Still packing ‘em in after the lockout

IN SPITE of the lockout cloud which overshadowed the off-season, the NFL machine cranks into gear this weekend, a little creaky but right on schedule.

And such is the sense of relief for fans and TV networks, there will be no time to toast absent friends. One of the game’s main figureheads and its highest paid player to boot will miss a game for the first time since 1997. And that’s the least of Peyton Manning’s worries right now.

Indianapolis Colts quarter back Manning, a leading light of the modern era, is in real danger of missing the entire season after another neck operation on Thursday confirmed everyone’s worst fears. Manning decided to have the surgery after consultation with several doctors who advised the four-time MVP a cervical neck fusion was required as a follow-up to surgery he had in May to repair a bulging disk.

Manning, whose older brother Cooper had his college football career ended by a severe neck injury, was tightlipped this week but his father Archie, himself a former NFL quarter back, claimed his son was relieved to have some clarity on his situation.

“I think he’s okay, probably because there’s a little finality to this deal in terms of playing,” Manning Snr told ESPN.

“He’s been on the clock since May. He didn’t make it. It’s a big letdown, but he can relax a little bit compared to the intensity of everything he has done trying to rehab.”

When Manning, 35, misses tomorrow’s opener against AFC South rivals, the Houston Texans, it will bring to an end a 14-season stretch of 227 consecutive starts including play-off games, the height of his career arriving in 2006 when his Colts won that season’s Super Bowl. Now the honour of longest active stretch of starts for a quarter back falls to his younger brother Eli, the New York Giants number 10 who will be at the Washington Redskins tomorrow evening for his 104th consecutive regular season start.

It’s the only blot on what has been a frenzied build-up, one which was rendered all the more chaotic by the narrow timetable the teams had to get ready since the player lockout ended six weeks ago.

A record amount of free agents flooded the NFL market as a consequence of a new agreement between the owners and the players’ union. But while the abbreviated pre-season played havoc with the preparations of coaches, the appetite for the game is as big as ever. On Thursday, ESPN extended its 17-game-a-season deal with the NFL agreeing to pay almost €11 billion over eight years to keep Monday Night Football on the station until 2021 as well as maintaining other global broadcasting rights.

Given what happened on Thursday night when the season actually had its official kick-off, it will probably be money well spent.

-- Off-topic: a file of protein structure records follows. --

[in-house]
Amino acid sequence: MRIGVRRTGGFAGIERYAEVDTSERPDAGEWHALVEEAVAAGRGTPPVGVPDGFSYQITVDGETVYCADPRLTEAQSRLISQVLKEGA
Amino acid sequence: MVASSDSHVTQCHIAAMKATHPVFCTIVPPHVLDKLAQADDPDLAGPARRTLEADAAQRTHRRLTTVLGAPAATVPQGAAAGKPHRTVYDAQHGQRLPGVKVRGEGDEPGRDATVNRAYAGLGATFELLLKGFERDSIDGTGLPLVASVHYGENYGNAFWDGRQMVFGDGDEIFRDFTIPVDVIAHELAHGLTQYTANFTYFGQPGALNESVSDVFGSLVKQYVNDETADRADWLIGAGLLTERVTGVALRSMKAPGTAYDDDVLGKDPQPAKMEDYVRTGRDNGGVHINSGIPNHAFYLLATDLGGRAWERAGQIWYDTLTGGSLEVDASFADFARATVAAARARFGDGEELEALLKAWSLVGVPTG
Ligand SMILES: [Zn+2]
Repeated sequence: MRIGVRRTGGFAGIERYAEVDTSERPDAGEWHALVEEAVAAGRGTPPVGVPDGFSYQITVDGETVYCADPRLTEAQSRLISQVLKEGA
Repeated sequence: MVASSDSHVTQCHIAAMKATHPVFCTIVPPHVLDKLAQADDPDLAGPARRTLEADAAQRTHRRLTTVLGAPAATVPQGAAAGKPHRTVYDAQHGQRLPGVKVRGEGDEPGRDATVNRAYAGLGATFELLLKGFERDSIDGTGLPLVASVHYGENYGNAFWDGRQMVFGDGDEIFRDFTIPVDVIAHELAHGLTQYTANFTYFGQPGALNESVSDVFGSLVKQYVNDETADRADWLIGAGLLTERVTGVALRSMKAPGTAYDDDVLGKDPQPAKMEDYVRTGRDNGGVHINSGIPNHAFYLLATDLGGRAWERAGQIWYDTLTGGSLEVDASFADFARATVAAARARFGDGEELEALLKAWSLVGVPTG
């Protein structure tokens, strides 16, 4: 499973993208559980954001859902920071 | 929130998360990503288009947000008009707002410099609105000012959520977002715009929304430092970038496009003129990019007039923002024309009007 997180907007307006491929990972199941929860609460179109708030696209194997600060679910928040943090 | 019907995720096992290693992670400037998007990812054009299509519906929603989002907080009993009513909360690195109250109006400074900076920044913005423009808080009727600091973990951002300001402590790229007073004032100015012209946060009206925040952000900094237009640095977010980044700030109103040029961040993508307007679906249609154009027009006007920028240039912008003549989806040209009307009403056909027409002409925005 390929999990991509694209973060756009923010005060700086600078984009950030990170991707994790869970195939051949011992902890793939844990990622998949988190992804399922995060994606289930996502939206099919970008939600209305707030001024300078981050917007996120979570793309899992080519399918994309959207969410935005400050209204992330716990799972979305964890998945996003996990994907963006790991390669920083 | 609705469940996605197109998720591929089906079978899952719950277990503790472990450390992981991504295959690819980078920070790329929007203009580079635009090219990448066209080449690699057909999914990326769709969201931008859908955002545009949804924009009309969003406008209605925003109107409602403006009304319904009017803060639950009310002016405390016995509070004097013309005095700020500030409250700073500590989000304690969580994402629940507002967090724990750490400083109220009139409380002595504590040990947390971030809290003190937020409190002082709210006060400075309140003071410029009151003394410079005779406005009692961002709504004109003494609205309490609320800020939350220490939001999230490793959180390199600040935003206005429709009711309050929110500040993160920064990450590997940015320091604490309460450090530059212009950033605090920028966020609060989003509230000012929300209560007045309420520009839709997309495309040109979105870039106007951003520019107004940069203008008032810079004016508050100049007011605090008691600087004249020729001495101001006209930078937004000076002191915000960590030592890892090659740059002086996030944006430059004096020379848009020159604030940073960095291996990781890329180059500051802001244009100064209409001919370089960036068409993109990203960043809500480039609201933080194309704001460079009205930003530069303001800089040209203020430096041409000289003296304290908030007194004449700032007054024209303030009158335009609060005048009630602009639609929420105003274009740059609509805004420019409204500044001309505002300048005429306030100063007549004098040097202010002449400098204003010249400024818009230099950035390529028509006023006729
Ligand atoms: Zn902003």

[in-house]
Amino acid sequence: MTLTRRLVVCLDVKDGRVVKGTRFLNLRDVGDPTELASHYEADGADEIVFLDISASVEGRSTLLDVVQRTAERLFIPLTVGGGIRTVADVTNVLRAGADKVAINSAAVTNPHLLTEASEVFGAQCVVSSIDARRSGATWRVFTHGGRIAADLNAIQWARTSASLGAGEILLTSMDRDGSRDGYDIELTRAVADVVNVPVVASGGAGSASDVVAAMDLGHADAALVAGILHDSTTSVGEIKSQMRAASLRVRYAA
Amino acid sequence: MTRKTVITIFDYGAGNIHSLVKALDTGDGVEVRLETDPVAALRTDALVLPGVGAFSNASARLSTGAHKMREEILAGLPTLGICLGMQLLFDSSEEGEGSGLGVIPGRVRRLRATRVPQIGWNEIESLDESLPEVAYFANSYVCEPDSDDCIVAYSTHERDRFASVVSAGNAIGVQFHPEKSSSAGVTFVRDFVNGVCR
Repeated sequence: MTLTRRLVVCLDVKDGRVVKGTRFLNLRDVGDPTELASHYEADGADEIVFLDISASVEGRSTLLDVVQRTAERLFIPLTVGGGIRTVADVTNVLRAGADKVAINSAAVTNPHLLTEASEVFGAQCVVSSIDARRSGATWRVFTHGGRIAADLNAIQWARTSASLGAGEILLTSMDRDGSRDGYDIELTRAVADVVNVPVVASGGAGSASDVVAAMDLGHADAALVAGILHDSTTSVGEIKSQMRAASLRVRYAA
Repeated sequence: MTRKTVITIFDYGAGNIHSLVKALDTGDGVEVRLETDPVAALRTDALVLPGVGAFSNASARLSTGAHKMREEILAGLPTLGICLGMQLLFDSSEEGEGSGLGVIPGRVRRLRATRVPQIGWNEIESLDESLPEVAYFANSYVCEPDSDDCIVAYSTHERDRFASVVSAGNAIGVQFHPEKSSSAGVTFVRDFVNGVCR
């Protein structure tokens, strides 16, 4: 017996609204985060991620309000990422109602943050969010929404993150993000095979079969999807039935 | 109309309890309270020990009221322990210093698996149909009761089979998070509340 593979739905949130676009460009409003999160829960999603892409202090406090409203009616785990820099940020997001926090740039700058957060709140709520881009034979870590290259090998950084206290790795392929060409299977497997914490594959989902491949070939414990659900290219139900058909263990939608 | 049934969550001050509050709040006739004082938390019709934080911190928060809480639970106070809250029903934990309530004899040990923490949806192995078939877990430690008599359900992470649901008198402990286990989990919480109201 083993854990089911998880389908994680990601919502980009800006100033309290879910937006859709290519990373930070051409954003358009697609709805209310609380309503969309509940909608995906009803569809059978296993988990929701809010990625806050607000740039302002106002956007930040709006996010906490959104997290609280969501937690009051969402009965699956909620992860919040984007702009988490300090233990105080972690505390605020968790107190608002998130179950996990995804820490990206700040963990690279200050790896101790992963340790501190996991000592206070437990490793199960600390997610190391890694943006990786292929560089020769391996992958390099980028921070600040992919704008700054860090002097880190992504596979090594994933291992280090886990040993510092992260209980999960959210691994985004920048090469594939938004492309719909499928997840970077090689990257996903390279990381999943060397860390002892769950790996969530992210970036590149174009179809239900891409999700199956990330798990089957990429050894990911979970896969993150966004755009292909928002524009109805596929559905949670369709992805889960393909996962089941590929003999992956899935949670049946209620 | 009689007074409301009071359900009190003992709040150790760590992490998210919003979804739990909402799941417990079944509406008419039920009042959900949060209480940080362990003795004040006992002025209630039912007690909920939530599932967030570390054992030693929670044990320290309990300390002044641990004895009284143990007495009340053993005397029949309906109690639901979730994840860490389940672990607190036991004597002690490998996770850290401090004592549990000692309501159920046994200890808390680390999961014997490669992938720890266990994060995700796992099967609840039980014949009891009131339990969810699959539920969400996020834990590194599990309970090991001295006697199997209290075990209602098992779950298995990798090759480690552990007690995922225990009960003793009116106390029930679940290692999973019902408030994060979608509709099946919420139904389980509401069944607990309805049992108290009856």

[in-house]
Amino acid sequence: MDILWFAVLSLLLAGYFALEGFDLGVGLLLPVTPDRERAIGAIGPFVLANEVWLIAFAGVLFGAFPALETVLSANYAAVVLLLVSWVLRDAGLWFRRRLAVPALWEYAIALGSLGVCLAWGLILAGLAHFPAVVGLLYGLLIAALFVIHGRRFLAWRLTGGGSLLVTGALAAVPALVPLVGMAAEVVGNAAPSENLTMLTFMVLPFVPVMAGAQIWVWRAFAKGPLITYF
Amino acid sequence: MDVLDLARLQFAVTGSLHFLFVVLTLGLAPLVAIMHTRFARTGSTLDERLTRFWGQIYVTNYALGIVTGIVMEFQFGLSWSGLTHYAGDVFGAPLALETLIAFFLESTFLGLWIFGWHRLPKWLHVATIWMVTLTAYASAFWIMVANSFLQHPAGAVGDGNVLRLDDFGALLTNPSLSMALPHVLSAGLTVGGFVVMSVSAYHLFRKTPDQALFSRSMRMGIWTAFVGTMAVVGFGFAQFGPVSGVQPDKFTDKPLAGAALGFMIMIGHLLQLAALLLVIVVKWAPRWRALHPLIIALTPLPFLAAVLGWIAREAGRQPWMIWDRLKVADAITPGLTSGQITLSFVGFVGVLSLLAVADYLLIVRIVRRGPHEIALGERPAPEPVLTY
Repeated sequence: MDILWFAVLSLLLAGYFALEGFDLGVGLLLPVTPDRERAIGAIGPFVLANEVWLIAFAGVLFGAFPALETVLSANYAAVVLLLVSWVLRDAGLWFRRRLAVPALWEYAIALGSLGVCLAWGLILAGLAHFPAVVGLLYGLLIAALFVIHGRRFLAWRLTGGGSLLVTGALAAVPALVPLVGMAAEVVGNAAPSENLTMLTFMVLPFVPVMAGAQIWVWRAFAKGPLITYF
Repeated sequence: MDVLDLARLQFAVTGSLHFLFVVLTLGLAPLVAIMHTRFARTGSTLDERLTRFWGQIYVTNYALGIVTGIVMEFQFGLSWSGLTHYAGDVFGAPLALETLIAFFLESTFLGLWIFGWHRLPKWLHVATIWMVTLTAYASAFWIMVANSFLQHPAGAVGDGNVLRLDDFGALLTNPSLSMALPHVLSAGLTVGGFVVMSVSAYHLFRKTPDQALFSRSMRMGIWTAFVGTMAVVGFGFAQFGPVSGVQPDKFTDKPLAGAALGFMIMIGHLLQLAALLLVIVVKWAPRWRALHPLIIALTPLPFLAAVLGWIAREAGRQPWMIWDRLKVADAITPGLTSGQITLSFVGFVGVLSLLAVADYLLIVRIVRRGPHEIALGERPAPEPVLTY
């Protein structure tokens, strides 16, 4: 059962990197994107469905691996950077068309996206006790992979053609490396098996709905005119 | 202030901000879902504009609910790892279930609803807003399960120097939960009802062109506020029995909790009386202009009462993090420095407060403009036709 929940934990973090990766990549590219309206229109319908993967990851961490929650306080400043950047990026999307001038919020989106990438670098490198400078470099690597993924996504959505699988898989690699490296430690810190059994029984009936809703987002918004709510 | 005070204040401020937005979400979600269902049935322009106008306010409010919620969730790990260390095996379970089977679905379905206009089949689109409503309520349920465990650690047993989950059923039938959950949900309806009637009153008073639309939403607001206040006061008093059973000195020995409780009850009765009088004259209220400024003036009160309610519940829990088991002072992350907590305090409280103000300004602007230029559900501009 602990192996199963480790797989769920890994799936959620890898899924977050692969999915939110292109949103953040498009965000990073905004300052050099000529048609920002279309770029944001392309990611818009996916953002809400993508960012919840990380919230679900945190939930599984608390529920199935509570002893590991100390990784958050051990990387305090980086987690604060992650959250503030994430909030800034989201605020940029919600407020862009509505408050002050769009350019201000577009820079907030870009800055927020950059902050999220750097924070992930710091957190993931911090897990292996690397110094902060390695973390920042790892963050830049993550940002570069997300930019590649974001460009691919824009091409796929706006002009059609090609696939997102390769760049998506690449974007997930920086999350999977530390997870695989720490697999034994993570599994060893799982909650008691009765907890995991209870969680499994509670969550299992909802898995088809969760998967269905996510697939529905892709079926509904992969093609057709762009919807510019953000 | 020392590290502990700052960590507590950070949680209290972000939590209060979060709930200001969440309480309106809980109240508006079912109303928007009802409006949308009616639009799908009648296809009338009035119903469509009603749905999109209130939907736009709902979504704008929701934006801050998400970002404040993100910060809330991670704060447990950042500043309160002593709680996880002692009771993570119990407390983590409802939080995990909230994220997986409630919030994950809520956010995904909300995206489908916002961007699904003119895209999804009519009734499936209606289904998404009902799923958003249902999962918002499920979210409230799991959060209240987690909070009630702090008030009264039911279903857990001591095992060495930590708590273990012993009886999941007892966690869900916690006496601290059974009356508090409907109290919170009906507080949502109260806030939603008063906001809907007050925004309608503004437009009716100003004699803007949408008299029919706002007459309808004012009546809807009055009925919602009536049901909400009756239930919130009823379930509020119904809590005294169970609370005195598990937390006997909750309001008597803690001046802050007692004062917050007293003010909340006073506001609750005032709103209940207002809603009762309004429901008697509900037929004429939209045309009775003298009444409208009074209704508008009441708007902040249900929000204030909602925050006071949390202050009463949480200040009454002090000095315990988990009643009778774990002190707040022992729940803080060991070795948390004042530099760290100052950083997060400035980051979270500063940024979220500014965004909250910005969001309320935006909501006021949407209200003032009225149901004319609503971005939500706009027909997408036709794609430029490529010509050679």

A thriller at Lambeau Field between the last two winners of the Super Bowl lived up to its pre-game billing, the prospect of which forced President Barack Obama to schedule an earlier speech to Congress so it wouldn’t clash with the visit of the New Orleans Saints to current champions, the Green Bay Packers.

The free-scoring Packers led by an almost perfect display from quarter back Aaron Rodgers that showed that, although they’re not generally regarded as favourites, they’re in a good position to be the first side to retain the Vince Lombardi Trophy since New England Patriots in 2004.

Rodgers could even afford to be marginally outperformed in an absorbing duel with opposing quarter back Drew Brees whose valiant efforts failed to prevent a 42-34 Packers win that sent out a warning message to a packed field of favoured teams.

Much has been made of the aggressive moves made by Green Bay’s rivals for the NFC crown, the Philadelphia Eagles who locked down their star quarter back Michael Vick to a big-money contract and produced the goods for the shock move of year snapping up of corner back Nnamdi Asomugha from under the Dallas Cowboys’ noses.

Big things are expected this season from the Cowboys who open up with a visit to the New York Jets tomorrow night in what is sure to be an emotional 9/11 commemoration at MetLife Stadium in New Jersey. Meanwhile in the NFC South, the Atlanta Falcons are expected to come close to replicating last season’s scintillating form.

In the AFC, the title race is set to be even more absorbing. The perennial composure of the Patriots will prove a threat as ever while their AFC East rivals the New York Jets continue to talk a big game under the boisterous tutelage of larger-than-life coach Rex Ryan.

In the AFC North, Super Bowl losers the Pittsburgh Steelers will, like the Patriots, begin the season with a settled coaching staff along with a largely unchanged group of players and will face a stiff test as always from arch-rivals the Baltimore Ravens — a pairing which should be the highlight of tomorrow’s action.

Heavily tipped out west are the San Diego Chargers whose quarter back Philip Rivers will look to repeat his heroics of last season if he is to justify the tag of Super Bowl favourites n placed on his team by many observers.

But it will be in the AFC South where the most upheaval will be felt. With no Peyton Manning for the first time in a generation, the Colts will be forced into the unfamiliar position of also-rans with the Houston Texans prepared to take full advantage. And that may ultimately dash any hopes of Indianapolis being the home team when February rolls around and the city gets to host its first ever Super Bowl. Colts fans fear the end of an era. The rest of the league will roar on in ruder health than ever.

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